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CNCCabinets
09-10-2014, 07:48 PM
Good Evening All

I am trying to get a bespoke cabinet business off the ground with the aim to outsource most of the manufacturing, mainly involving CNC routing 18/19mm variations of faced MDF.


I'm am a designer with a background in furniture and bespoke cabinet and I am hoping someone can give me some advice about the costs involved with CNC routing. I am searching for help because I have sent out several dxf drawings of cabinets to a range of companies offering a cutting service, the supply of material and delivery, and the prices I am given seem to fluctuate quite a lot. I have been quoted anything from 60 - 140 for exactly the same job (cutting one carcass), even the delivery has been anything between 20 and 100.


Is there an avenue that would be best to explore? Or is there anyone who I should contact for a good service that is reasonably priced, I get the impression many people are trying to make a 'quick buck' rather than trying to form a lasting business relationship that works for both parties.


Finally, is there anything I should be taking into consideration when designing parts which will help reduce cutting time and therefore reduce the machining costs? Maybe this does not matter so much? The parts are variations of rectangles with holes for hinges and shelf pegs etc.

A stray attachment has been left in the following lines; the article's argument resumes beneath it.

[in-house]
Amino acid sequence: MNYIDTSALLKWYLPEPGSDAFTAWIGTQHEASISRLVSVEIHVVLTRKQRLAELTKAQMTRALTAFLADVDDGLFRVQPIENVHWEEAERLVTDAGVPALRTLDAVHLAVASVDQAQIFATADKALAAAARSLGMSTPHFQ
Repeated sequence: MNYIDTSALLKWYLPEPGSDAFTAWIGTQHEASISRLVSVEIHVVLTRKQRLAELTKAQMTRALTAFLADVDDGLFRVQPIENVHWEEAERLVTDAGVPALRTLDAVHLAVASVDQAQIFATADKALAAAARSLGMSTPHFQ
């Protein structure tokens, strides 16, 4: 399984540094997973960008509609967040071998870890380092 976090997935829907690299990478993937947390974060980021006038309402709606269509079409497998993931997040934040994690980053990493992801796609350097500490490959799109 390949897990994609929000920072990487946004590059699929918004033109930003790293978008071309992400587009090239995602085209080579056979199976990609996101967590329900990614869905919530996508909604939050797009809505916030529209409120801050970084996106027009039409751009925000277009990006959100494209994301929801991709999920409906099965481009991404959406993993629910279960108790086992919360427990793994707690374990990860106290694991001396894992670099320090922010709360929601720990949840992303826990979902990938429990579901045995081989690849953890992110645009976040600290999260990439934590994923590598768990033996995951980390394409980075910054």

Thanks for your help


Philip

Sven
11-10-2014, 09:32 AM
I spoke with a plastics guy recently who told me he at some point realised he was outsourcing 35000 euro a year on routing.He then bought a 60000 euro router and recouped huis investment in one and a half years time.
If you start a business based on outsourcing all manufacturing, which is a good thing (!) also ponder on what should happen if things pick up.
Especially if you run a lot of small batches, having your own router becomes effective very quickly.

But it will require a drastic change in how you operate.

CNCCabinets
23-10-2014, 11:29 PM
Hi Sven. Thanks for you post. It makes sense to do the machining in house. However when setting up business if you have not got the capital to invest then it is a big risk before you know the business is going to work. Also have to remember there is more than the cost of the machine, there is the maintenance, new bits, ordering materials, paying someone to operate the machine and the cost of a big workshop to give it a home. I'm sure I will invest once I get the business up and running and the numbers add up, once I know the product sells I'll take the leap. Do you know anything about the technicalities of CNC routing? How to get the prices down or how to deign MDF components so they are quicker to cut? Or maybe I am clutching at straws???

jimbo_cnc
24-10-2014, 12:20 AM
Where are you? Give some more details of the job. I'll be happy to compare quotes as I'm doing the same thing at the moment.

Timbmet Stonehouse quoted me 80 cutting fee for a one off 2800x2070 sheet, a mixture of cnc and sawing. Their cnc is only 3000x1500. Was told it would be less for more boards. I suggested repeat orders should be cheaper due to no programming needed, but they didn't agree! I will work on them after my first job.